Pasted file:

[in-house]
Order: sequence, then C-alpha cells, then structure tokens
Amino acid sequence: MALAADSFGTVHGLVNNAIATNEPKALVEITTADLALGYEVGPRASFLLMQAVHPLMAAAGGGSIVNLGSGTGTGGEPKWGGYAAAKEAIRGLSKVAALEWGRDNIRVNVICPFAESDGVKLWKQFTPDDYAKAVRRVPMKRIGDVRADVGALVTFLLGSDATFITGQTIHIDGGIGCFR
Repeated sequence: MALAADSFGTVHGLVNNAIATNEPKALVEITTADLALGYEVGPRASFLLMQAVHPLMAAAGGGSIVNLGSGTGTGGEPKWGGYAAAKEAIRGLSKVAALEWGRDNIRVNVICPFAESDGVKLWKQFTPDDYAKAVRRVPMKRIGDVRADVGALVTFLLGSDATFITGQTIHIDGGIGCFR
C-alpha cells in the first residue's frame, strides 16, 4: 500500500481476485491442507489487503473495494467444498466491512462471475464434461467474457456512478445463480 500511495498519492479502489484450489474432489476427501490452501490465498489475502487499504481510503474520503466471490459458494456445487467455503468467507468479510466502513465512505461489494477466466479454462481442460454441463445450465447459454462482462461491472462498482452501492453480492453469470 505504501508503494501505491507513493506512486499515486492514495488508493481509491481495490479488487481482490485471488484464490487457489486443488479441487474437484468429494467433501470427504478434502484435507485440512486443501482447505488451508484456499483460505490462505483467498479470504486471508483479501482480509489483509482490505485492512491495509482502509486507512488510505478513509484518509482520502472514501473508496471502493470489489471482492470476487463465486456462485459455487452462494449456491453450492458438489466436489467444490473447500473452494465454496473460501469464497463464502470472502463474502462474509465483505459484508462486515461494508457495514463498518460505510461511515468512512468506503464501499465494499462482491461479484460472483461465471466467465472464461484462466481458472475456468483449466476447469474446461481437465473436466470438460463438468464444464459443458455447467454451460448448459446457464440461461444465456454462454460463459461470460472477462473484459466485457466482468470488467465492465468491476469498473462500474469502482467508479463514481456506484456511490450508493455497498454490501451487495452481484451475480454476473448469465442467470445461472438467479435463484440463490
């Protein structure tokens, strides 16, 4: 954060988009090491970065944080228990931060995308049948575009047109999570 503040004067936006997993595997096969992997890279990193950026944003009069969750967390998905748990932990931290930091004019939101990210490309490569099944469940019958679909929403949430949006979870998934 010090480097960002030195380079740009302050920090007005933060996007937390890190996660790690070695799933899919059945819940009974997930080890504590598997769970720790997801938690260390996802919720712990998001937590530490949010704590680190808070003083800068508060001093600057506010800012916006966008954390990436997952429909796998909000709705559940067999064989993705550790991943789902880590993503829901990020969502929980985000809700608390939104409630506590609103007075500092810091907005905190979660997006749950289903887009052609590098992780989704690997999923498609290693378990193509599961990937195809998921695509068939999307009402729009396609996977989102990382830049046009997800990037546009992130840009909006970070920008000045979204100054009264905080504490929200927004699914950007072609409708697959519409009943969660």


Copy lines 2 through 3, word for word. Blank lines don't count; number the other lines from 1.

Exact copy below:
Order: sequence, then C-alpha cells, then structure tokens
Amino acid sequence: MALAADSFGTVHGLVNNAIATNEPKALVEITTADLALGYEVGPRASFLLMQAVHPLMAAAGGGSIVNLGSGTGTGGEPKWGGYAAAKEAIRGLSKVAALEWGRDNIRVNVICPFAESDGVKLWKQFTPDDYAKAVRRVPMKRIGDVRADVGALVTFLLGSDATFITGQTIHIDGGIGCFR